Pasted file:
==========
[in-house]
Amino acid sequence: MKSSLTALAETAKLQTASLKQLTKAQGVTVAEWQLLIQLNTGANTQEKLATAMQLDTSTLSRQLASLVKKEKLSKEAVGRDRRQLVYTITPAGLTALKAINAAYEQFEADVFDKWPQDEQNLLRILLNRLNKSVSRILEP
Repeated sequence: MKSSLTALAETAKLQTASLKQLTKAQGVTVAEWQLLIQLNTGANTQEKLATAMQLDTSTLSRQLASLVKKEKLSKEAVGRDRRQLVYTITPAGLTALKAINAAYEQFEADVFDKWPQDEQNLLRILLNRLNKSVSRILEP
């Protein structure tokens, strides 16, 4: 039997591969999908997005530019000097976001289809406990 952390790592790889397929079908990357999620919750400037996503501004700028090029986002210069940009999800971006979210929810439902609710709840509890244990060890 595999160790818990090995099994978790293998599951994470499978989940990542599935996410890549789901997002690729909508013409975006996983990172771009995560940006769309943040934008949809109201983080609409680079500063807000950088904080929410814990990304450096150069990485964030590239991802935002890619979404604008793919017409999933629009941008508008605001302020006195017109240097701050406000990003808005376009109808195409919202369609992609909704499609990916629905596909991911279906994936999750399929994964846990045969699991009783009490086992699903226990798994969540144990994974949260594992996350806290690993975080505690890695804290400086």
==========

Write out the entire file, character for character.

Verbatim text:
[in-house]
Amino acid sequence: MKSSLTALAETAKLQTASLKQLTKAQGVTVAEWQLLIQLNTGANTQEKLATAMQLDTSTLSRQLASLVKKEKLSKEAVGRDRRQLVYTITPAGLTALKAINAAYEQFEADVFDKWPQDEQNLLRILLNRLNKSVSRILEP
Repeated sequence: MKSSLTALAETAKLQTASLKQLTKAQGVTVAEWQLLIQLNTGANTQEKLATAMQLDTSTLSRQLASLVKKEKLSKEAVGRDRRQLVYTITPAGLTALKAINAAYEQFEADVFDKWPQDEQNLLRILLNRLNKSVSRILEP
């Protein structure tokens, strides 16, 4: 039997591969999908997005530019000097976001289809406990 952390790592790889397929079908990357999620919750400037996503501004700028090029986002210069940009999800971006979210929810439902609710709840509890244990060890 595999160790818990090995099994978790293998599951994470499978989940990542599935996410890549789901997002690729909508013409975006996983990172771009995560940006769309943040934008949809109201983080609409680079500063807000950088904080929410814990990304450096150069990485964030590239991802935002890619979404604008793919017409999933629009941008508008605001302020006195017109240097701050406000990003808005376009109808195409919202369609992609909704499609990916629905596909991911279906994936999750399929994964846990045969699991009783009490086992699903226990798994969540144990994974949260594992996350806290690993975080505690890695804290400086």